As aforementioned, documents do not contain other documents. However, documents are not prohibited from being attached together whereby each document remains independent from the others and maintains its own primary custodian. For example, "document A" and "document B" are attached together in and comprise all the data for "information exchange E". The disclosure policy written by primary custodian A must exist in the rulesheet deck for redaction of document A, and likewise, the policy by primary custodian B must exist in the separate rulesheet deck for redaction of document B. This does not preclude the entity serving as primary custodian A from drafting a stakeholder disclosure policy, which might be included in the rulesheet deck for redaction of document B (and vice versa concerning entity B serving as stakeholder in the disclosure of document A).

In the hypothetical example above, how would a rulesheet author specify a dependence on the individual document and a dependence on the business information exchange in which the document is being passed? This can be viewed in two parts. For the first part: Within Stakeholder Directories and within the Rulesheet Repository, the author's rulesheet may be associated with a document's Problem Space (such as relevant to "A-like documents" or to "B-like documents"), subject to business validation by the stakeholder community. So, any rulesheet dependency on the individual document's Problem Space is handled via this association within the stakeholder directory every time the Gatepoint assembles the rulesheet deck. If the author has a further dependency on the fact that the document is being passed within the context of a specific information exchange, the rules are permitted to be defined with dependencies on the client context. The client context is all the information known by the Gatepoint's client, which is making this request for disclosure control. This client context is passed by the client to the Gatepoint in the transaction for disclosure control, and therefore, this information is available to be referenced from any rule. For example, this author's rulesheet may have a rule with a dependency on "information exchange E", which might be found in the client context.

From CDCL's standpoint, the ramification of this is that both "outcome inheritance" and "inter-outcome dependencies" (e.g. prohibiting line-item redaction) do not cross document boundaries, such as would otherwise have to be the case if CDCL respected the concept of document containment within other documents. So, in a containment model, an author would be permitted to write just a single rule governing disclosure of a document node that contains another document, and that contained document would inherit the applicable outcome. But since containment is not recognized and since there is no respect for relationships between documents, the author must consider drafting a separate policy for the other document. Remember that rulesheets may be associated to document Problem Space and/or to Primary Custodian at the rulesheet level. They shall not be associated to "information exchange" at this same level. Instead, as outlined above, dependencies on "information exchange" may be part of individual rule dependencies on client context.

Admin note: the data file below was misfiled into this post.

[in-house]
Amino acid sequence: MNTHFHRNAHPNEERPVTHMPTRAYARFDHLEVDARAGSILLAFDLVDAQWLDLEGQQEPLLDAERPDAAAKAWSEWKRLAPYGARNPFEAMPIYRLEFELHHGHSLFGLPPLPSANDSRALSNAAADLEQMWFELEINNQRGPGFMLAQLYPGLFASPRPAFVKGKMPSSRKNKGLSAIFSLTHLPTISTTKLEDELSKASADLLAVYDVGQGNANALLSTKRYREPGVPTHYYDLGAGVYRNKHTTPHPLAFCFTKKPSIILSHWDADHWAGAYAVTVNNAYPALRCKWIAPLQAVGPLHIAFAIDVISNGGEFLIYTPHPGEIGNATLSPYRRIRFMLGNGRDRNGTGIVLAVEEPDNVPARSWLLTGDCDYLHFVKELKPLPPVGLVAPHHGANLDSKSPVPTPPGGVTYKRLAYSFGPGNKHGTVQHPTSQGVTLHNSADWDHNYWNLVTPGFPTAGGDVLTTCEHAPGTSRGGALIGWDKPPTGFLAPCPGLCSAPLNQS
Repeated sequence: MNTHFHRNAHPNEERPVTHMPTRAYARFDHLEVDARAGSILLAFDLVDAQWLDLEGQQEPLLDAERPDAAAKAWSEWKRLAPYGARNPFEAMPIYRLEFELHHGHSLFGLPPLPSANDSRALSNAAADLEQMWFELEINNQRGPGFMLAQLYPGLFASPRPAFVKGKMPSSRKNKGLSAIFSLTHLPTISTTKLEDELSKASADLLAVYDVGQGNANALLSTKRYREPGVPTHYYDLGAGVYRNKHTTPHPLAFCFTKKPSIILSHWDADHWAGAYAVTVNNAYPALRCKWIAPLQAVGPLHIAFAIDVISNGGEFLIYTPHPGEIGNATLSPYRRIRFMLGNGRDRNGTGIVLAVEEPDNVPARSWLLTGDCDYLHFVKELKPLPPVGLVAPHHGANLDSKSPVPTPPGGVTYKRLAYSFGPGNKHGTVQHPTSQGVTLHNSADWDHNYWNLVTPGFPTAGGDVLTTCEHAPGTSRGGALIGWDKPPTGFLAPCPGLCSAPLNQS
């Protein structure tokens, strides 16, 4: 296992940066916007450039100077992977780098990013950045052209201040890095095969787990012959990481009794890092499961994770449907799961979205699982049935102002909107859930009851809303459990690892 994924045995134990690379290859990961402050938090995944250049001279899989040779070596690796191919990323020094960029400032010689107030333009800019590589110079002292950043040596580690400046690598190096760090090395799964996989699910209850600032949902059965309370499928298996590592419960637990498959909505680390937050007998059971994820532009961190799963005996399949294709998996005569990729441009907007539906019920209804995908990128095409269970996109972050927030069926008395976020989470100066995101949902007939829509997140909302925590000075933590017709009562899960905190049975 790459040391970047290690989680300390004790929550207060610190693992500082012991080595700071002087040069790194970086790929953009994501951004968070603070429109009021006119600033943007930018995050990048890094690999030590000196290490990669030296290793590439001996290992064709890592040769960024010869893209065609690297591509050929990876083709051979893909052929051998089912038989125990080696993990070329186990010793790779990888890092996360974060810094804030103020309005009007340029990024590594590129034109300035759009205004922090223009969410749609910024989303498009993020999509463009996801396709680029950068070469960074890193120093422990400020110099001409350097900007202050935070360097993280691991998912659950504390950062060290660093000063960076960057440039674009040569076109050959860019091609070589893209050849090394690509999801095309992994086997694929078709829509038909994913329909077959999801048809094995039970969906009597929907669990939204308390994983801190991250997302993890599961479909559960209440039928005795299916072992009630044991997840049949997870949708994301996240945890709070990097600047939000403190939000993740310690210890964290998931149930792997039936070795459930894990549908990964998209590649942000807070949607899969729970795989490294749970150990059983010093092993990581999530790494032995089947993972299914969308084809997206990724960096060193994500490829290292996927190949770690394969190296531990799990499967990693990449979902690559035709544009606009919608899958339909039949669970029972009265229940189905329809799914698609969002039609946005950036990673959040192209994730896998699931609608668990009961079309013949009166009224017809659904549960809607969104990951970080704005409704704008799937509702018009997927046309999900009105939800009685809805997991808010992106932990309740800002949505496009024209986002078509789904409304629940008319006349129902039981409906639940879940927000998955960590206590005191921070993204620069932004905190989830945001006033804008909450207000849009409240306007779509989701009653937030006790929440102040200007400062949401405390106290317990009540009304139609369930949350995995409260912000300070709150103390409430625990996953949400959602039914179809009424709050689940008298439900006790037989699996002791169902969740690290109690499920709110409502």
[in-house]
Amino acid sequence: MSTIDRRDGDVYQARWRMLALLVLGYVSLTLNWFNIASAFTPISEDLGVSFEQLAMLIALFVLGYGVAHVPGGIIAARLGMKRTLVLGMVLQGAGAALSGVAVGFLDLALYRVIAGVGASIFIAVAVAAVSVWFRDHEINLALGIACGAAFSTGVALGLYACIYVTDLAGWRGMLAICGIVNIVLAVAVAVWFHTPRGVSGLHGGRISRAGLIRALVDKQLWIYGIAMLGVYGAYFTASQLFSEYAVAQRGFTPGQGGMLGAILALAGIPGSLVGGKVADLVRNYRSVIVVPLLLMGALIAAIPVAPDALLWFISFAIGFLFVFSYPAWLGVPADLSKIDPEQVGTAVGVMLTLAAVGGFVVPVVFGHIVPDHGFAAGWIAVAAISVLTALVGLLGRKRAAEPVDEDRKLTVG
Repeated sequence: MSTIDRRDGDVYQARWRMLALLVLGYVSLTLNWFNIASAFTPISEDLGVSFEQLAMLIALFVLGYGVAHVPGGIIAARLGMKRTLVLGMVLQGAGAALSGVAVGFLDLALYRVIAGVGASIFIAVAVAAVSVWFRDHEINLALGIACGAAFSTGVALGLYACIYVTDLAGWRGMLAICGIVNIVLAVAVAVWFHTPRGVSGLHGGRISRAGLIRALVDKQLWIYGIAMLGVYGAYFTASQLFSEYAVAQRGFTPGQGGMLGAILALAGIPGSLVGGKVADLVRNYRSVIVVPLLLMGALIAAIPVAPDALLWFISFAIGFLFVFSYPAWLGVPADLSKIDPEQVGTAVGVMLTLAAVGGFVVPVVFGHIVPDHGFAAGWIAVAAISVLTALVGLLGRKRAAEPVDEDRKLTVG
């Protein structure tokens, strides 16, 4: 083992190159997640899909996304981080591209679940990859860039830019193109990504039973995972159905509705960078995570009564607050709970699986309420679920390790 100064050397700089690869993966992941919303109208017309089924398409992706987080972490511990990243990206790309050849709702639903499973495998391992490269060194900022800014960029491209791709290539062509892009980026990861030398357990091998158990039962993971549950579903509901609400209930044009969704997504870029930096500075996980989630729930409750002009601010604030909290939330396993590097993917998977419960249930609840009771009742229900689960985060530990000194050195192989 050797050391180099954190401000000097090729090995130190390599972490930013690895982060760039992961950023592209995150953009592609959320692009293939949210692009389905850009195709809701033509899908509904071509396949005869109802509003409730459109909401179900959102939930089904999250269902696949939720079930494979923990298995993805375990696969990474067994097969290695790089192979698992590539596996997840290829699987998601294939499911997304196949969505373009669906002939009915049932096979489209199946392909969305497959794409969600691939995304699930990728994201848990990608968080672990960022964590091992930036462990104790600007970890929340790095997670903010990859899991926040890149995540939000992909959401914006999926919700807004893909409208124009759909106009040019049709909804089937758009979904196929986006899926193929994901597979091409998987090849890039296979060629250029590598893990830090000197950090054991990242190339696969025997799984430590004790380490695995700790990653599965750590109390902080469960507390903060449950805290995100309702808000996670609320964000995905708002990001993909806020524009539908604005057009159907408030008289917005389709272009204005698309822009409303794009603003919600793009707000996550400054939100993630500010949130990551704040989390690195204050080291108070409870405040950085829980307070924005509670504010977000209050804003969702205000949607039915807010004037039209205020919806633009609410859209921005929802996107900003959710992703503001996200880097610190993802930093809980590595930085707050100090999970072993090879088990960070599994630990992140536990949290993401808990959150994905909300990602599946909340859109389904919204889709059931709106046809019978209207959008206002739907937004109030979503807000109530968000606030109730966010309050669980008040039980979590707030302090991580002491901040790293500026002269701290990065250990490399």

Since inheritance and inter-outcome dependencies are only conveniences for defining elaborate outcome logic, there is actually no negative impact if allowing such when crossing document boundaries; containment does not necessarily violate respect for primary custodianship, in other words. However, a problem lies in the fact that policy may differ when an entity is acting as primary custodian versus acting as a stakeholder. In an environment that permits containment, there is no economical way (perhaps no reasonable way) to assemble the rulesheet deck such that entity A's primary custodian policy is enforced for only document A content and not for document B content. At the same time, there is no economical way (perhaps no reasonable way) to assemble the deck such that entity A's stakeholder policy is enforced for only document B content and not for document A content. Containment creates scenarios where entity A's primary custodian policy and its stakeholder policy, which may be contradictory or possess logical discrepancies when taken together, are enforced simultaneously on the same data. It is for this reason that containment (i.e. more than one primary custodian appearing within a document) is an unrecognized concept within CDCL and that document attachments as a concept is favored. However, this does not prohibit the entities engaged in an information exchange from moving forward with their own containment concept, but this necessitates that all the data in the resulting document is to be considered under the auspices of a single primary custodian.